Key words: Cryopreservation; Heart valve; Me2SO; Cryoprotectant permeation; Proton NMR spectroscopy
Address correspondence to Jonathan R. T. Lakey, Ph.D., Assistant Professor of Surgery, Surgical-Medical Research Institute, 1074 Dentistry/Pharmacy Centre, University of Alberta, Edmonton, Alberta, T6G 2N8, Canada. Tel: (780) 492-3077; Fax: (780) 492-6335; E-mail: email@example.com
Digital Imaging as a Possible Approach in Evaluation of Islet Yield
Peter Girman,1 Jan Kríz,1 Jozef Friedmanský,2 and Frantisek Saudek1
1Diabetes Center, Laboratory of Pancreatic Islets, Institute
for Clinical and Experimental Medicine, Prague, Czech Republic
2Technical University, Kosice, Slovak Republic
Digital image analysis (DIA) is a new method in assessment of islet amount, which is expected to provide reliable and consistent results. We compared this method with conventional counting of small numbers of rat islets. Islets were isolated from 8 pancreases and counted in 24 samples in duplicate, first routinely by sizing according to estimated diameters under a calibrated reticule and then by processing of islets pictures taken by camera. As presumed, no significant difference was found in absolute numbers of islets per sample between DIA and conventional assessment. Volumes of islets per sample measured by DIA were on average more than 10% higher than amounts evaluated conventionally, which was statistically significant. DIA has been shown to be an important method to remove operator bias and provide consistent results. Evaluation of only two dimensions of three-dimensional objects still represents a certain limitation of this technique. With lowering of computer prices the system could become easily available for islet laboratories.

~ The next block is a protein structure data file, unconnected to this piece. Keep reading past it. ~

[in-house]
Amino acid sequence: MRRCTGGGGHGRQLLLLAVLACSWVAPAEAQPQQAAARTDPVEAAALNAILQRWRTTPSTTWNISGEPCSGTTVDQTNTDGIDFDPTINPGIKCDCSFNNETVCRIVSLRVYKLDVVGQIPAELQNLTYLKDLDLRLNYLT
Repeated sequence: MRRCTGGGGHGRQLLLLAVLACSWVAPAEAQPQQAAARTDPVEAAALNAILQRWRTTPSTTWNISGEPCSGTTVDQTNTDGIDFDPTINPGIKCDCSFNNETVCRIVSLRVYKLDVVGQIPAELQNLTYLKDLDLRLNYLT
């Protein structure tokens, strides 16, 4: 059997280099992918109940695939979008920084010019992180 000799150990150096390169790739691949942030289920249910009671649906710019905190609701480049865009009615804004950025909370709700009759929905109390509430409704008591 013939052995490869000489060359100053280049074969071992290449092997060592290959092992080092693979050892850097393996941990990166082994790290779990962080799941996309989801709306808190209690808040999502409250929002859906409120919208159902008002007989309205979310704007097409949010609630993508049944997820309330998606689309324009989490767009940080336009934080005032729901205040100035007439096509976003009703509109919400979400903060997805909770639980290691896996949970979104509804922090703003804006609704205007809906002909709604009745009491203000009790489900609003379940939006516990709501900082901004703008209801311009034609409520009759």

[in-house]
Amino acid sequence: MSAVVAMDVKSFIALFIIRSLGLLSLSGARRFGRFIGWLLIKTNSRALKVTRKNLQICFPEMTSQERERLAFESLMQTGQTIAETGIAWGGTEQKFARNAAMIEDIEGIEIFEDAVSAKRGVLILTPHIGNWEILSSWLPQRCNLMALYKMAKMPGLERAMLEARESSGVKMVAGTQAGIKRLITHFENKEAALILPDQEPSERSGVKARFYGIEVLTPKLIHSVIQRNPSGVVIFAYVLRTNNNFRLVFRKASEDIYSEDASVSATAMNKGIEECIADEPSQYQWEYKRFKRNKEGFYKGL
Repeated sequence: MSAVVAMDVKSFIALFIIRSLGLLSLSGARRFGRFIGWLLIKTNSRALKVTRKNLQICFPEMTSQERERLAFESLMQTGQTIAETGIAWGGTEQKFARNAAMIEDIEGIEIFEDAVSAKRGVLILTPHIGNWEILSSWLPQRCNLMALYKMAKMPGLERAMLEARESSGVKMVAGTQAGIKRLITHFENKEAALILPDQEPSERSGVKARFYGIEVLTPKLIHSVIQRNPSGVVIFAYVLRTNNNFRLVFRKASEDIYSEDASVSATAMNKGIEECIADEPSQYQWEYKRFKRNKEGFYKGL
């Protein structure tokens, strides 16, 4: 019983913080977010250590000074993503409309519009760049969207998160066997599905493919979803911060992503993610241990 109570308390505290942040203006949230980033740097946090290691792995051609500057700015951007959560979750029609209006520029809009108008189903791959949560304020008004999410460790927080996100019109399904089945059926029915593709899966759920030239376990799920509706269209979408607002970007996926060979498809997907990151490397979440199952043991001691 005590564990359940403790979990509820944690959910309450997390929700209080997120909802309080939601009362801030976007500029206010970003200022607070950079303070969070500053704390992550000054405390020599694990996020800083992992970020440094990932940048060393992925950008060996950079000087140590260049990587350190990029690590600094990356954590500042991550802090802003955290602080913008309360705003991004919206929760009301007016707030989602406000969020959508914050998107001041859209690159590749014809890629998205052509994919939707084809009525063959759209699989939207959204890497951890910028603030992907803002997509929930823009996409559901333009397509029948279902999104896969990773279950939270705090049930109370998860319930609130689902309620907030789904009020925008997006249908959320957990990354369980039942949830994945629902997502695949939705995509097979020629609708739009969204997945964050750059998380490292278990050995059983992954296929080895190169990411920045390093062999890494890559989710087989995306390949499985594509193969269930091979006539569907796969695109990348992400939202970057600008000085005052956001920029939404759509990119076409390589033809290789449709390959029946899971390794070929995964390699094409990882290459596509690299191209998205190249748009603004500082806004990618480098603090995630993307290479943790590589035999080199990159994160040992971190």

Key words: Digital imaging; Islets; Quantification; Rat
Address correspondence to Peter Girman, Institute for Clinical and Experimental Medicine, Laboratory of Pancreatic Islets, Diabetes Center, Vídenská 19858/9, Praha-Krc, Czech Republic. Tel: 00420 2 6136 4107/00420 2 6136 2288; E-mail: firstname.lastname@example.org